I'm definitely still in shock. Surrounded by snow and not-yet-wrapped Christmas presents, and boxes and suitases which are neither packed nor unpacked, it all seems very surreal, and I can hardly believe that we're going back to that magical place in just about a month's time....
Just a few days ago, I was waking up in a big, comfortable bed with a premium mattress after sleeping in the blissful silence and total darkness of the PEI countryside. If I saw anyone at all during my days in St Peter's Harbour (and for many hours at a time, it was not uncommon to NOT see anyone out there), we smiled or nodded as we passed one another.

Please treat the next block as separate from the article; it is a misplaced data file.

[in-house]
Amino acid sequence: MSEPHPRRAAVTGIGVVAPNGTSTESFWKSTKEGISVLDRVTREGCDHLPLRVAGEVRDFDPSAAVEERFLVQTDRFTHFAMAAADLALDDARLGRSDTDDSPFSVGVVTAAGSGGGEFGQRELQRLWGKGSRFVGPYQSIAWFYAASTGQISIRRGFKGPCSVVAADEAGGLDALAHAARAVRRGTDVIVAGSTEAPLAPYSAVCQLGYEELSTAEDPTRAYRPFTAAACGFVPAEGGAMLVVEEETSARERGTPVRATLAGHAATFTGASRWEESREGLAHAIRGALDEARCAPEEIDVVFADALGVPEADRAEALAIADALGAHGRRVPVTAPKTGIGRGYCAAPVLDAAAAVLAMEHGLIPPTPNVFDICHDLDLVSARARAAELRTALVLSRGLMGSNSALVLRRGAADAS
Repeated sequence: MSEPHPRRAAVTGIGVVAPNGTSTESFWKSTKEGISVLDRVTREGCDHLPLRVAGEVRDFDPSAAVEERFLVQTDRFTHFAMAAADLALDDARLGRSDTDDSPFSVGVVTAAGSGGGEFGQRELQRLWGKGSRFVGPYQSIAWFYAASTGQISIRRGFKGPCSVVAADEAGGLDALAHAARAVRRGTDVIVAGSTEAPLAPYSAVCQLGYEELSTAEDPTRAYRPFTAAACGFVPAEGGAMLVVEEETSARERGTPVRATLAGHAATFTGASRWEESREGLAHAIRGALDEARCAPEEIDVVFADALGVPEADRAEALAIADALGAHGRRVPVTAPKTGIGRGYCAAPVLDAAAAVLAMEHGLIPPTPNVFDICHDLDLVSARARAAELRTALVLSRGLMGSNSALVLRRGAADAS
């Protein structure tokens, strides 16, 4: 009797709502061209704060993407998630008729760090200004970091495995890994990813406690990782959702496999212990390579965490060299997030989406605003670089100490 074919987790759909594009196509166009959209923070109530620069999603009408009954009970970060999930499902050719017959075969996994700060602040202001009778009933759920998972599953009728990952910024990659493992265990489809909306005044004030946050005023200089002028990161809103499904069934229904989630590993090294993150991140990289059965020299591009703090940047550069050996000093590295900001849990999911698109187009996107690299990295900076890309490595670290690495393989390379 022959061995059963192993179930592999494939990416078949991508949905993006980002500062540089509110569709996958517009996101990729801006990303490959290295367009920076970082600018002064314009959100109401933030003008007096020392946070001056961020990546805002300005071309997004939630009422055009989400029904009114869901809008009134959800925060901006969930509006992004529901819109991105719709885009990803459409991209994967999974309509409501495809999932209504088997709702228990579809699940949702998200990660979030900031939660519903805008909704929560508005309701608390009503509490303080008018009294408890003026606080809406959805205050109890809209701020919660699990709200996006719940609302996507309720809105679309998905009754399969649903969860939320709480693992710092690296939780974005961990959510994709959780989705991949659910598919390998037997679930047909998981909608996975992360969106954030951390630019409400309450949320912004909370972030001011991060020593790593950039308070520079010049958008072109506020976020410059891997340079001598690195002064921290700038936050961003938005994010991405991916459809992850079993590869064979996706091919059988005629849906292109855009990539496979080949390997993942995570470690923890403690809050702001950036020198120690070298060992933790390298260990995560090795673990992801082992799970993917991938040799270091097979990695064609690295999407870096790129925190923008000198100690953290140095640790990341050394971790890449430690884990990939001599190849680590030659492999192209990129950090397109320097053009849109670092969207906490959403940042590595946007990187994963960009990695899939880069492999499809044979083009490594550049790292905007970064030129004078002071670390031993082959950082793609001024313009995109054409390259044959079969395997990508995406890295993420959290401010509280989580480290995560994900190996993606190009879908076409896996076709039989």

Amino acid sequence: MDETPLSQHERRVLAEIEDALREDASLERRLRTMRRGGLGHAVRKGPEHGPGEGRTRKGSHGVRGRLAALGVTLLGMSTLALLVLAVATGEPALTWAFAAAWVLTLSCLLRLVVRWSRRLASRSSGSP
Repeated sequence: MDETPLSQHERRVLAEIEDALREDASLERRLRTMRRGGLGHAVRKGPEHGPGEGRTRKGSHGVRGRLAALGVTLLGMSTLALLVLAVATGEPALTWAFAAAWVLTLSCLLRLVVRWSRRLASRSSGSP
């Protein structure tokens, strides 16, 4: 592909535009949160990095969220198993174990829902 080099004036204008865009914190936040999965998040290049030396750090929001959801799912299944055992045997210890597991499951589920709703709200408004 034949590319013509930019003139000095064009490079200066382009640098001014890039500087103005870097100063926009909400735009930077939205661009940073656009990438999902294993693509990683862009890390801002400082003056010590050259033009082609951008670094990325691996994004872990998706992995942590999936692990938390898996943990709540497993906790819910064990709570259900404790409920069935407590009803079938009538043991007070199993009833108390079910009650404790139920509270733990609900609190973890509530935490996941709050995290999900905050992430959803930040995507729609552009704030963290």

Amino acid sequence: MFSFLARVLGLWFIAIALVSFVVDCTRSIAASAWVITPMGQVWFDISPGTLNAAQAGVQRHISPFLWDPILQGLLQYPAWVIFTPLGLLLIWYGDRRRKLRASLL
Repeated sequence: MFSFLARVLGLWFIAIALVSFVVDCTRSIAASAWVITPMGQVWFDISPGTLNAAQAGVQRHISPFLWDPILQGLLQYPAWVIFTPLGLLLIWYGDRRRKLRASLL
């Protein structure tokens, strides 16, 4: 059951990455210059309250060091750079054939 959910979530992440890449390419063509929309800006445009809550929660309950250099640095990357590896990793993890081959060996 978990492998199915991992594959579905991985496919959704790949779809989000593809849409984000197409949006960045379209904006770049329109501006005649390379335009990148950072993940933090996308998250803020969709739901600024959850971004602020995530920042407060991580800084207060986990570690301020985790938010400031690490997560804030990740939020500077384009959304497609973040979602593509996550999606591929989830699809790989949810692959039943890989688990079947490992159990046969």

Now I am sleeping on a single air mattress on the floor, surrounded by light and sound: light from the master bedroom closet of our host, who likes to sleep with a light on, spills down the hall and interrupts my sleep, as do the endless city lights from the parking lot outside, the park next door, the street lights and lights from the apartments in surrounding buildings. The streetcar whizzes by every 20 minutes... noisy revelers yell outside in the parking lot... there are no crickets here at night, or, if there are, the city soundscape drowns them out!